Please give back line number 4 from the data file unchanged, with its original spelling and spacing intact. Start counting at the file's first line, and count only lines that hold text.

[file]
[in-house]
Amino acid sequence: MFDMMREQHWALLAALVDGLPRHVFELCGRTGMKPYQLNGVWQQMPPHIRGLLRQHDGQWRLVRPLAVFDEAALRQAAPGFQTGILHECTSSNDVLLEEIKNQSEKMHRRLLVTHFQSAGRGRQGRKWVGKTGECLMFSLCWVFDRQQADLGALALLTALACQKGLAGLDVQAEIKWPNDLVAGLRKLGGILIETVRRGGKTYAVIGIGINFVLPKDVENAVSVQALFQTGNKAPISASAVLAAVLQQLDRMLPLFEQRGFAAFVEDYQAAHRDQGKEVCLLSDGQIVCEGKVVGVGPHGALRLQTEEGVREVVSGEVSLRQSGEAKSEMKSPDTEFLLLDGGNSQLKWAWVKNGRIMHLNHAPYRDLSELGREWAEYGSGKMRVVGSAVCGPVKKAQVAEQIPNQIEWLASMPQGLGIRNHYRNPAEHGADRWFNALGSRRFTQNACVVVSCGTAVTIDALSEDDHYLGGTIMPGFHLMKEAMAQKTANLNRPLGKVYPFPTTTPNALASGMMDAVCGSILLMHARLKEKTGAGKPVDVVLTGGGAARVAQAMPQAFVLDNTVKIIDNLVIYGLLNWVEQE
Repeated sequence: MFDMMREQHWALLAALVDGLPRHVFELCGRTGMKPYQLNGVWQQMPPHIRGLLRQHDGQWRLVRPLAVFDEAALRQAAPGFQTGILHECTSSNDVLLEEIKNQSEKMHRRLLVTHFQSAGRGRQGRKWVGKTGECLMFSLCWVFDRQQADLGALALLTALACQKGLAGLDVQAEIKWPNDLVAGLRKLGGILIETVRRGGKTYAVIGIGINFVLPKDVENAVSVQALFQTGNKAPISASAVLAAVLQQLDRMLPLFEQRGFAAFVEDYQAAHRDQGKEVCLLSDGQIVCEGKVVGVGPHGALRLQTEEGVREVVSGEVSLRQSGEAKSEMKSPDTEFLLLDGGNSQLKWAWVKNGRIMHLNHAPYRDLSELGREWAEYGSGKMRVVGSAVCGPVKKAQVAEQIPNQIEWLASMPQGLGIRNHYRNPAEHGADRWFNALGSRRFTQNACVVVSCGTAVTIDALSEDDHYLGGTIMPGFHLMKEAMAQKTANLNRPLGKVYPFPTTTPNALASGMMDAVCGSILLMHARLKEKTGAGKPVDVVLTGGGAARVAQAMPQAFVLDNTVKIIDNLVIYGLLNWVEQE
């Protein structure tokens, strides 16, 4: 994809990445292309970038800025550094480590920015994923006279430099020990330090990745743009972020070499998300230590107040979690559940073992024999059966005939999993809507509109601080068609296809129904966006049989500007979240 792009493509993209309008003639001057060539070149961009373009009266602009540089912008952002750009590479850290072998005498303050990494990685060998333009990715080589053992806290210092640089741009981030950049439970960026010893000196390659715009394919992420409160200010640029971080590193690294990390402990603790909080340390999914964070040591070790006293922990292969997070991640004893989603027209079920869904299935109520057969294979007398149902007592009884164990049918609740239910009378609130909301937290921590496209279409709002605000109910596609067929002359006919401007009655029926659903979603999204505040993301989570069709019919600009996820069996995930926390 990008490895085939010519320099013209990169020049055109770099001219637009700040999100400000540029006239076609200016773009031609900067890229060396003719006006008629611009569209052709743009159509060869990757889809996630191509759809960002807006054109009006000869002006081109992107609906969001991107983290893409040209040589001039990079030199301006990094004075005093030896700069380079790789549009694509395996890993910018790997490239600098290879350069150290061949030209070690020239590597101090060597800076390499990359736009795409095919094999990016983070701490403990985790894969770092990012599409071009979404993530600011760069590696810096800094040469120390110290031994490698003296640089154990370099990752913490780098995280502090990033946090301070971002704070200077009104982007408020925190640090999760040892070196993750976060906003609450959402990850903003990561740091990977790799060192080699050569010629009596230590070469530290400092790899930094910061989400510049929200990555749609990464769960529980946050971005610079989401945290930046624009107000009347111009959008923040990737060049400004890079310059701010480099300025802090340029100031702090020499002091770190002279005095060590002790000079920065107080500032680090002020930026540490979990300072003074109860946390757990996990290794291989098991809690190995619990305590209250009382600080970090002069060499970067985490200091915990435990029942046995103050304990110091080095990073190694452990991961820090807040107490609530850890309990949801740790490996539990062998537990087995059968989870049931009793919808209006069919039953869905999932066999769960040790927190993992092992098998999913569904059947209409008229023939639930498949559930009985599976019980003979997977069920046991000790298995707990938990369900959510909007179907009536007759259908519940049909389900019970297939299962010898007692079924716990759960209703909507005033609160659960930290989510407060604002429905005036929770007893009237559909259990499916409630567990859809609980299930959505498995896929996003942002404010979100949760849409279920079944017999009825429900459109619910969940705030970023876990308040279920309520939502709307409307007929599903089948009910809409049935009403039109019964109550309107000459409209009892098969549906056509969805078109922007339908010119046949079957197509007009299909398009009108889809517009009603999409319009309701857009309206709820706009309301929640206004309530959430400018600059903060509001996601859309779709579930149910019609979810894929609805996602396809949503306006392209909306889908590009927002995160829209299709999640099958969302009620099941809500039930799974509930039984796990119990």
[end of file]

């Protein structure tokens, strides 16, 4: 994809990445292309970038800025550094480590920015994923006279430099020990330090990745743009972020070499998300230590107040979690559940073992024999059966005939999993809507509109601080068609296809129904966006049989500007979240 792009493509993209309008003639001057060539070149961009373009009266602009540089912008952002750009590479850290072998005498303050990494990685060998333009990715080589053992806290210092640089741009981030950049439970960026010893000196390659715009394919992420409160200010640029971080590193690294990390402990603790909080340390999914964070040591070790006293922990292969997070991640004893989603027209079920869904299935109520057969294979007398149902007592009884164990049918609740239910009378609130909301937290921590496209279409709002605000109910596609067929002359006919401007009655029926659903979603999204505040993301989570069709019919600009996820069996995930926390 990008490895085939010519320099013209990169020049055109770099001219637009700040999100400000540029006239076609200016773009031609900067890229060396003719006006008629611009569209052709743009159509060869990757889809996630191509759809960002807006054109009006000869002006081109992107609906969001991107983290893409040209040589001039990079030199301006990094004075005093030896700069380079790789549009694509395996890993910018790997490239600098290879350069150290061949030209070690020239590597101090060597800076390499990359736009795409095919094999990016983070701490403990985790894969770092990012599409071009979404993530600011760069590696810096800094040469120390110290031994490698003296640089154990370099990752913490780098995280502090990033946090301070971002704070200077009104982007408020925190640090999760040892070196993750976060906003609450959402990850903003990561740091990977790799060192080699050569010629009596230590070469530290400092790899930094910061989400510049929200990555749609990464769960529980946050971005610079989401945290930046624009107000009347111009959008923040990737060049400004890079310059701010480099300025802090340029100031702090020499002091770190002279005095060590002790000079920065107080500032680090002020930026540490979990300072003074109860946390757990996990290794291989098991809690190995619990305590209250009382600080970090002069060499970067985490200091915990435990029942046995103050304990110091080095990073190694452990991961820090807040107490609530850890309990949801740790490996539990062998537990087995059968989870049931009793919808209006069919039953869905999932066999769960040790927190993992092992098998999913569904059947209409008229023939639930498949559930009985599976019980003979997977069920046991000790298995707990938990369900959510909007179907009536007759259908519940049909389900019970297939299962010898007692079924716990759960209703909507005033609160659960930290989510407060604002429905005036929770007893009237559909259990499916409630567990859809609980299930959505498995896929996003942002404010979100949760849409279920079944017999009825429900459109619910969940705030970023876990308040279920309520939502709307409307007929599903089948009910809409049935009403039109019964109550309107000459409209009892098969549906056509969805078109922007339908010119046949079957197509007009299909398009009108889809517009009603999409319009309701857009309206709820706009309301929640206004309530959430400018600059903060509001996601859309779709579930149910019609979810894929609805996602396809949503306006392209909306889908590009927002995160829209299709999640099958969302009620099941809500039930799974509930039984796990119990």